Recent Findings: Access to TTR gene sequencing permit diagnosis and first reports of the disease in nonendemic countries (EU countries, United States, China, India). Most studies showed a more severe natural history of the neuropathy in nonendemic countries. First European consensus for management has been established. New long-term results allow selection of best candidates for liver transplantation based on phenotype and cardiac involvement. Multimodal evaluation of small fiber neuropathy and resonance magnetic neurography are under development. New results are available for long-term effect of tafamidis in late-onset patients. TTR gene silencing drugs are subject to phase 3 clinical trials.

Summary: New methods for the evaluation of the disease are being developed. The TTR gene silencing strategy will be available by the end of 2017.
View Article and Find Full Text PDF

Download full-text PDF

Source
http://dx.doi.org/10.1097/WCO.0000000000000476DOI Listing
October 2017

Refractory T-Cell Anergy and Rapidly Fatal Progressive Multifocal Leukoencephalopathy After Prolonged CTLA4 Therapy.

Open Forum Infect Dis 2017 16;4(2):ofx100. Epub 2017 May 16.

Institut National de la Santé et de la Recherche Médicale (INSERM) U1184, Immunology of Viral Infection and Auto-immune Diseases, Normal and Pathological T Memory, Faculté de Médecine Paris-Sud, le Kremlin-Bicêtre.

Progressive multifocal leukoencephalopathy (PML) is a deadly demyelinating disease due to central nervous system replication of the human polyomavirus JC virus (JCV) in immunosuppressed patients. The only effective therapeutic approach is to restore anti-JCV T-cell responses. In this study, we describe a case of rapidly fatal PML with JCV T-cell anergy in a renal transplant patient treated with CTLA4-Ig (belatacept, a CD28-B7 costimulation blocker and T-cell anergy inducer). T-cell anergy could not be reversed despite several therapeutic approaches. Progressive multifocal leukoencephalopathy secondary to biotherapy-induced T-cell anergy may thus represent a subset of PML with major resistance to anti-JCV immune recovery.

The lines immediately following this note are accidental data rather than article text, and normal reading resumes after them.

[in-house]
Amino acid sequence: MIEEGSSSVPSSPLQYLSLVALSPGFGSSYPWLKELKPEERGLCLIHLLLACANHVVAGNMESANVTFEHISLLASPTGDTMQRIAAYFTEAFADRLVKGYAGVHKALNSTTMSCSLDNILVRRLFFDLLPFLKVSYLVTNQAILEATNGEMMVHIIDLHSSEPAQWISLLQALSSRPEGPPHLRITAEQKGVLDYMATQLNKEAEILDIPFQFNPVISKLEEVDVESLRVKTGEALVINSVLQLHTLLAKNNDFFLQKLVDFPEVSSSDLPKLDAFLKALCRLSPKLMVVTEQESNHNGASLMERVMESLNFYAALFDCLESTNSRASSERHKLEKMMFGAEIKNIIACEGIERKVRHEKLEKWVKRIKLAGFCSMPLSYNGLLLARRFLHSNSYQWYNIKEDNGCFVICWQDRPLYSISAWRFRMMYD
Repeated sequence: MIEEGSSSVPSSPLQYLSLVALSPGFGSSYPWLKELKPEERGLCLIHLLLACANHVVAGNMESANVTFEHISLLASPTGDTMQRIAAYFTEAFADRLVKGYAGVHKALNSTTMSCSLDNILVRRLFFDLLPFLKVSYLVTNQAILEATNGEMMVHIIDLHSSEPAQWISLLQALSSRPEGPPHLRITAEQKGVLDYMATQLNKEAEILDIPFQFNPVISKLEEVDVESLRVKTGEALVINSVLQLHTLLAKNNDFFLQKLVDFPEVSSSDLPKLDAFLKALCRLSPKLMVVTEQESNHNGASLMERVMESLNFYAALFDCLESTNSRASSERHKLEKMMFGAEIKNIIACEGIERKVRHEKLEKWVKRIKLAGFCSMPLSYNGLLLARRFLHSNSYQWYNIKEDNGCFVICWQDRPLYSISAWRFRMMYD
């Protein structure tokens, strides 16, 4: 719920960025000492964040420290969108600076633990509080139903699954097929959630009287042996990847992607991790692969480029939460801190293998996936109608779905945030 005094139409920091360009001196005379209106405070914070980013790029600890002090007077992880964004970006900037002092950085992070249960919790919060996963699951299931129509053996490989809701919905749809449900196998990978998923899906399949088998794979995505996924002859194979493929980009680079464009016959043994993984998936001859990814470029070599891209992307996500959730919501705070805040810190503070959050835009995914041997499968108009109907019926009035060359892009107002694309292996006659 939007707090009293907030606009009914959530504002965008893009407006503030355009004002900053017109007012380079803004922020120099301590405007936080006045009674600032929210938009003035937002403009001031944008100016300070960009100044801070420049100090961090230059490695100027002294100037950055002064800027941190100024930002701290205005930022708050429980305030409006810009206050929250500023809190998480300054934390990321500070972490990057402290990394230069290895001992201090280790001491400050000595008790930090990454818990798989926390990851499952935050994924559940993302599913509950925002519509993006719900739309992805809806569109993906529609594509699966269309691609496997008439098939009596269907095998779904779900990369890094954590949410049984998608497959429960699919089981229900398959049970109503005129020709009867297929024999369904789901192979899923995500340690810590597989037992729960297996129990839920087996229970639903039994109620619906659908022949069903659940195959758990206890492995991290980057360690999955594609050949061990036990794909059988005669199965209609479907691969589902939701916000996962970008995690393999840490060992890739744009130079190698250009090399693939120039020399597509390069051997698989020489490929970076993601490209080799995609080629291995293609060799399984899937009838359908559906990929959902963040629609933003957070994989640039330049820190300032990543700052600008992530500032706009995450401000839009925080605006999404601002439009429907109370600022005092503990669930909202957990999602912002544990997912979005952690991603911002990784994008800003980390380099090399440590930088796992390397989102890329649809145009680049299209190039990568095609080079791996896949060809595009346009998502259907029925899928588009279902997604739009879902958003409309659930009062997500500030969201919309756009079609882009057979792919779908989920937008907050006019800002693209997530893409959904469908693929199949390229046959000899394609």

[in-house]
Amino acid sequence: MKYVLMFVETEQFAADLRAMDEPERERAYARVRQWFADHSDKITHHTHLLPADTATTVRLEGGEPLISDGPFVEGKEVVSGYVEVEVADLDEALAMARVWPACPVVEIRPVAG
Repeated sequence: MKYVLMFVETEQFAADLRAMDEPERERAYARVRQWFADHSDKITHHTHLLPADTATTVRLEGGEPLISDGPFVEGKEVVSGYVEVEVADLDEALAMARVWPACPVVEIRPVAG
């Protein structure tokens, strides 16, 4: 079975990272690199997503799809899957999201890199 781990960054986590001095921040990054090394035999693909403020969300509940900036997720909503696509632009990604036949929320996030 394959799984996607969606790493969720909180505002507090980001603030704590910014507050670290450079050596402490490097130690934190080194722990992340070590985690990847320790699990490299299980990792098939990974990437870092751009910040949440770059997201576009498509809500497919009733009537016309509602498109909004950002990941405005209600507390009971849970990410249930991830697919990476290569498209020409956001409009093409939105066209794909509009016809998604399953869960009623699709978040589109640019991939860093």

View Article and Find Full Text PDF

Download full-text PDF

Source
http://dx.doi.org/10.1093/ofid/ofx100DOI Listing
http://www.ncbi.nlm.nih.gov/pmc/articles/PMC5473436PMC
May 2017

Assessing mNIS+7 and international neurologists' proficiency in a familial amyloidotic polyneuropathy trial.

Muscle Nerve 2017 Nov 7;56(5):901-911. Epub 2017 Apr 7.

Department of Neurology, Mayo Clinic, 200 First Street SW, Rochester, Minnesota, 55905, USA.

Introduction: Polyneuropathy signs (Neuropathy Impairment Score, NIS), neurophysiologic tests (m+7 ), disability, and health scores were assessed in baseline evaluations of 100 patients entered into an oligonucleotide familial amyloidotic polyneuropathy (FAP) trial.

Methods: We assessed: (1) Proficiency of grading neurologic signs and correlation with neurophysiologic tests, and (2) clinometric performance of modified NIS+7 neurophysiologic tests (mNIS+7 ) and its subscores and correlation with disability and health scores.

Results: The mNIS+7 sensitively detected, characterized, and broadly scaled diverse polyneuropathy impairments. Polyneuropathy signs (NIS and subscores) correlated with neurophysiology tests, disability, and health scores. Smart Somatotopic Quantitative Sensation Testing of heat as pain 5 provided a needed measure of small fiber involvement not adequately assessed by other tests.